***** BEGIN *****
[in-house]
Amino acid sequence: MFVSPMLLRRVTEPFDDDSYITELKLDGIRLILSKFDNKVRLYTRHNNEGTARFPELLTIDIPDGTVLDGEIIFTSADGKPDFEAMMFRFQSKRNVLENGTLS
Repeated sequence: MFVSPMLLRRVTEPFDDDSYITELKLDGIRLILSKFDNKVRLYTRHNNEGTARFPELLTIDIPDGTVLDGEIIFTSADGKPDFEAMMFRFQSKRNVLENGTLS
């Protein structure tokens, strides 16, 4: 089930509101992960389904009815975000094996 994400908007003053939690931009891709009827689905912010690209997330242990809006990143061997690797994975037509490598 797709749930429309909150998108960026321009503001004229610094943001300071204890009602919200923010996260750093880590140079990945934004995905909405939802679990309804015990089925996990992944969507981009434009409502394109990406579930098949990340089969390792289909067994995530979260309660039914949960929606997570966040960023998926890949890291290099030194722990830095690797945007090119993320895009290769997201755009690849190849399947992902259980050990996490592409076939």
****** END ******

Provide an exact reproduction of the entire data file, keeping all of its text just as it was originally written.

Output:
[in-house]
Amino acid sequence: MFVSPMLLRRVTEPFDDDSYITELKLDGIRLILSKFDNKVRLYTRHNNEGTARFPELLTIDIPDGTVLDGEIIFTSADGKPDFEAMMFRFQSKRNVLENGTLS
Repeated sequence: MFVSPMLLRRVTEPFDDDSYITELKLDGIRLILSKFDNKVRLYTRHNNEGTARFPELLTIDIPDGTVLDGEIIFTSADGKPDFEAMMFRFQSKRNVLENGTLS
């Protein structure tokens, strides 16, 4: 089930509101992960389904009815975000094996 994400908007003053939690931009891709009827689905912010690209997330242990809006990143061997690797994975037509490598 797709749930429309909150998108960026321009503001004229610094943001300071204890009602919200923010996260750093880590140079990945934004995905909405939802679990309804015990089925996990992944969507981009434009409502394109990406579930098949990340089969390792289909067994995530979260309660039914949960929606997570966040960023998926890949890291290099030194722990830095690797945007090119993320895009290769997201755009690849190849399947992902259980050990996490592409076939």